The Sacramento Zoo’s pair of Critically Endangered Mongoose Lemurs, Catherina and Elmo, welcomed the birth of their fifth offspring the morning of April 13th. Older sisters, Abby and Camilla, born in 2015 and 2016, share the exhibit, learning important parenting skills from their mother.
Mongoose Lemurs carry their infants across their abdomen like a fanny pack until the infant is a little older and more mobile. Infants are born with the coloration of the female to aid in camouflage as it is being carried. The sex of the baby will not be known for a few months; its throat will stay white if it’s a female but will change to rust-brown if male. This species of lemur is monogamous and the typical group includes an adult pair and their offspring, usually one per year. Adults weigh just over 3 lbs.
Like other lemur species Mongoose Lemurs are found on the island of Madagascar. They are also found on the Comoro Islands just north of Madagascar after being introduced there by humans over 200 years ago. Mongoose Lemurs are Critically Endangered due to extreme forest fragmentation combined with forest destruction by slash-and-burn agriculture for cattle and charcoal production. On the Comoro Islands they are often hunted as agricultural pests.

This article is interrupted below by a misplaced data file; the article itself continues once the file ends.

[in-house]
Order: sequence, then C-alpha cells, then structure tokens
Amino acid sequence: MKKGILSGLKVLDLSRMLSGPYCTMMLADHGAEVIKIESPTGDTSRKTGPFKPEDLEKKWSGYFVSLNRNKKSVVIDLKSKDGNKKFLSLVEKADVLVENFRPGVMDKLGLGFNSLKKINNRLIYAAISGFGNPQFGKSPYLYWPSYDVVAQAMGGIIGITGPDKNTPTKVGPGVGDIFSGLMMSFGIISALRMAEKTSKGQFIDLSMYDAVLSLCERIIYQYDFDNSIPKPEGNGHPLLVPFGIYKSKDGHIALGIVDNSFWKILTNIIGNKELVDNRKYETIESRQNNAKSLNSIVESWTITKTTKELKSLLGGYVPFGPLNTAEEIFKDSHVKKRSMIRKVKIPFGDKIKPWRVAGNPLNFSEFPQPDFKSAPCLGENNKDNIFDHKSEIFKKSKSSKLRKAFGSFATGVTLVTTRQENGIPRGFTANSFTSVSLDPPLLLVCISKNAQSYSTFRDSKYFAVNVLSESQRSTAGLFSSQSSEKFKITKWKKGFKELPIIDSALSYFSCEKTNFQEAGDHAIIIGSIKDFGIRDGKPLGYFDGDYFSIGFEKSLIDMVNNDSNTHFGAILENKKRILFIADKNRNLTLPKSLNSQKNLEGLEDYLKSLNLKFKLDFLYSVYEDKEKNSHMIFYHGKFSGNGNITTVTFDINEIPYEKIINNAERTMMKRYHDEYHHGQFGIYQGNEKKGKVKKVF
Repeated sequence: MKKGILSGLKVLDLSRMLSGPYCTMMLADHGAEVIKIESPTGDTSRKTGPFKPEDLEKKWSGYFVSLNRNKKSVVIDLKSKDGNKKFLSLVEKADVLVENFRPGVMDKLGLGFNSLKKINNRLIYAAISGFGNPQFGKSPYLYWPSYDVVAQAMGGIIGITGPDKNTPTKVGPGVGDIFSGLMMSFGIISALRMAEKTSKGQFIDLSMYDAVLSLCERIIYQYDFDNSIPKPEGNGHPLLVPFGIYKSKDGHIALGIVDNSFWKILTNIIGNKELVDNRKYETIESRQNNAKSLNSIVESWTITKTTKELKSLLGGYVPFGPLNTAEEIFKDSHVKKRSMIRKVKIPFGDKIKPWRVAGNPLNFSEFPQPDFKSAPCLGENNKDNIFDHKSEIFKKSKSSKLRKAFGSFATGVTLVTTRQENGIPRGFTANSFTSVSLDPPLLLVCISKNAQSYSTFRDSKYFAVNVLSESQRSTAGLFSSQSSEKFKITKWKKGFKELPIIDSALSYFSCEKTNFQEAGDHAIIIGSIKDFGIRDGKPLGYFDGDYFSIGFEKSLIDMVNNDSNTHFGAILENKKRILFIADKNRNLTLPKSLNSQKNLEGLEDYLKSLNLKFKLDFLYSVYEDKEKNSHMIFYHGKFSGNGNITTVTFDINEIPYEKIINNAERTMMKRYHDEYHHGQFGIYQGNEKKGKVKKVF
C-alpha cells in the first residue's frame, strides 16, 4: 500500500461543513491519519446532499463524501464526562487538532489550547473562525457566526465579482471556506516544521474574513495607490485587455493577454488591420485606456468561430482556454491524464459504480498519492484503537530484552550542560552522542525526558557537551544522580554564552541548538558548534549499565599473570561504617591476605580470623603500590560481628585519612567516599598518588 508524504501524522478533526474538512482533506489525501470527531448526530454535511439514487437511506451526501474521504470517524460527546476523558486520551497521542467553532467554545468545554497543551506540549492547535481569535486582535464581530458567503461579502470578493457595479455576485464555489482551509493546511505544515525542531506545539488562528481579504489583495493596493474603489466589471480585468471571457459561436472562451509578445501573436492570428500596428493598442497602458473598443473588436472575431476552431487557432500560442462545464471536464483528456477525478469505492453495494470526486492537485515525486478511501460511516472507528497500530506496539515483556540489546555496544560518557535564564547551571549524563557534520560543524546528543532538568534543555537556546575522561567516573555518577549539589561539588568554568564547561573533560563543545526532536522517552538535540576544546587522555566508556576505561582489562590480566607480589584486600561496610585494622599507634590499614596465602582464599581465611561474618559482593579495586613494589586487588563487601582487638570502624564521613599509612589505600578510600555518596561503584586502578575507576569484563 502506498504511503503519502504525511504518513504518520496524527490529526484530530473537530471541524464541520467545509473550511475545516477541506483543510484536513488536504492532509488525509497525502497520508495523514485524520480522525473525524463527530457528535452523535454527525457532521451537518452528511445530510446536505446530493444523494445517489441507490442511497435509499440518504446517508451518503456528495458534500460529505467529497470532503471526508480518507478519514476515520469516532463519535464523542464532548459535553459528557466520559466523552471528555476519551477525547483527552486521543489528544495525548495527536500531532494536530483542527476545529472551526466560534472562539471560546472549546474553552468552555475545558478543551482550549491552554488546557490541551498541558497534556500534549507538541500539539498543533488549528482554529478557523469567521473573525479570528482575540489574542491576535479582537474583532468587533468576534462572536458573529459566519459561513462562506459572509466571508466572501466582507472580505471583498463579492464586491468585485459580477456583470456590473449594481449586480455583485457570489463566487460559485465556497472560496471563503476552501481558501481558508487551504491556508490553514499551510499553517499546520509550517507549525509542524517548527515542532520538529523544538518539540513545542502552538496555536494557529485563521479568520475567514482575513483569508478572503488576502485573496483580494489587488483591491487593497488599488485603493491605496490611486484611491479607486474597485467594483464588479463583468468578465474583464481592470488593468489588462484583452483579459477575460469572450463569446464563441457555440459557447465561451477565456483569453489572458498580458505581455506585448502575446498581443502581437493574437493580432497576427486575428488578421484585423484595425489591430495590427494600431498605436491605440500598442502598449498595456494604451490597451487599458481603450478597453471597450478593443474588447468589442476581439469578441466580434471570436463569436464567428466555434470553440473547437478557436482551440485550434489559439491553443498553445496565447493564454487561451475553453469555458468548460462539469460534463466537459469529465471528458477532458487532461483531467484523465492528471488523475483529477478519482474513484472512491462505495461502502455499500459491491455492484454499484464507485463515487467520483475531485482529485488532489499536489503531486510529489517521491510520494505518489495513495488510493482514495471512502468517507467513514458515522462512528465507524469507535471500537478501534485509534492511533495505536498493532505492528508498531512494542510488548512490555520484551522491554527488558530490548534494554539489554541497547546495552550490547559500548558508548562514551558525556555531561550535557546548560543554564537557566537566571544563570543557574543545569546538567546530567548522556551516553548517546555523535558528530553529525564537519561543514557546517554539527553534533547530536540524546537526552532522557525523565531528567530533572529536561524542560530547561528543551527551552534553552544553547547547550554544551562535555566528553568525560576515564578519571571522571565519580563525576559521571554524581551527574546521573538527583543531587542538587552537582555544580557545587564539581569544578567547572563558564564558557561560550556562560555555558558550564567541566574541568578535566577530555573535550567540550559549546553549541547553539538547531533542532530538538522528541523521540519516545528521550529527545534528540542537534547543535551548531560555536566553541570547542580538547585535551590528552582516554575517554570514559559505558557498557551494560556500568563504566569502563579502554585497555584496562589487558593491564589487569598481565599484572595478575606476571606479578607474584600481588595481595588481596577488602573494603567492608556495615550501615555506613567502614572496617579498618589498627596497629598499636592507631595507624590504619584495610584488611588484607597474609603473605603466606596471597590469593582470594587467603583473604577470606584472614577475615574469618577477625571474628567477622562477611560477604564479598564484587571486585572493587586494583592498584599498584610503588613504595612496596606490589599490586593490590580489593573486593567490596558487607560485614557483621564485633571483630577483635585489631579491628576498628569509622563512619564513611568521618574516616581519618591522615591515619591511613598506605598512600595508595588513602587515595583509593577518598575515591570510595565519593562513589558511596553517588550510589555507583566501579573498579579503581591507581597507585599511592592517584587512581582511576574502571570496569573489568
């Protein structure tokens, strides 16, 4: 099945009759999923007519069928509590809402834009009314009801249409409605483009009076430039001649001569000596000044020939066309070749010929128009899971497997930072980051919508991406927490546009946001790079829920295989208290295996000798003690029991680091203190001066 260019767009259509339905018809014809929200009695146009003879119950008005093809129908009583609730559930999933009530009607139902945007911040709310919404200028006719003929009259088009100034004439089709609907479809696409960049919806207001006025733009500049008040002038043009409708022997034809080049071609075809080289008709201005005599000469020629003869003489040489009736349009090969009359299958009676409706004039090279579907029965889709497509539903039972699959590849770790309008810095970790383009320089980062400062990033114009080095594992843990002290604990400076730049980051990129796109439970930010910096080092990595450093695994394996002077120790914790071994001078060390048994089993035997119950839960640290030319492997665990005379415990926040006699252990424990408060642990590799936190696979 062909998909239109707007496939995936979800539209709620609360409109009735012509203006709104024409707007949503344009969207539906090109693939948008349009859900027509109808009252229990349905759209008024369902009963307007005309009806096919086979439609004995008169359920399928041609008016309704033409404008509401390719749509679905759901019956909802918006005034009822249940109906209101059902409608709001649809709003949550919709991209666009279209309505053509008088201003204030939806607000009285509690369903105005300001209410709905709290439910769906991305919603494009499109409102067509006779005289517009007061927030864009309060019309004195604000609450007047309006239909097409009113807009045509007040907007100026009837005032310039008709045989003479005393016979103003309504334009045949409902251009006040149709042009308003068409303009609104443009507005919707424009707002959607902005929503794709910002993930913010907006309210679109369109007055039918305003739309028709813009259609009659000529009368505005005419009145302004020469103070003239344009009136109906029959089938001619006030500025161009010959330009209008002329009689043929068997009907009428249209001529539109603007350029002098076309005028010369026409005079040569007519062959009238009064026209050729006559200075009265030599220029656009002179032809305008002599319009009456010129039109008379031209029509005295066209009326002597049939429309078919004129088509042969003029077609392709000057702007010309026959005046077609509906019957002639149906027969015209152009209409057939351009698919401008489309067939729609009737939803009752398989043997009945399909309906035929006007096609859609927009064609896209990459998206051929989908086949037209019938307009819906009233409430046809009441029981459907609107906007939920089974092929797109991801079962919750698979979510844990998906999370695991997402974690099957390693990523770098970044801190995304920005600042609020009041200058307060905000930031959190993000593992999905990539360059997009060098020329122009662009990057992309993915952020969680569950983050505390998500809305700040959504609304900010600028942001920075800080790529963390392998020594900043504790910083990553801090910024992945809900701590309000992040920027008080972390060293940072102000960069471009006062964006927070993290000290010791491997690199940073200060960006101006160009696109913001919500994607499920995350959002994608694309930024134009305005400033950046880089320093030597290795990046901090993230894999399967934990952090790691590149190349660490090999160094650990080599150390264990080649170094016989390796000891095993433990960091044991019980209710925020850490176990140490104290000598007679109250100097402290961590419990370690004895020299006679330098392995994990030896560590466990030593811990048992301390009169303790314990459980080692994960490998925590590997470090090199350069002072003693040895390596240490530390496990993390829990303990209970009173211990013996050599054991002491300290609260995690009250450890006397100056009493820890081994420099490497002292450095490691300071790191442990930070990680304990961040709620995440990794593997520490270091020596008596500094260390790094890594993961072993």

The Sacramento Zoo participates in the Association of Zoos and Aquariums Mongoose Lemur Species Survival Plans® (SSP). SSPs are cooperative breeding and conservation programs designed to maintain genetically viable populations of animals in human care, and to organize zoo and aquarium-based efforts to preserve the species in nature.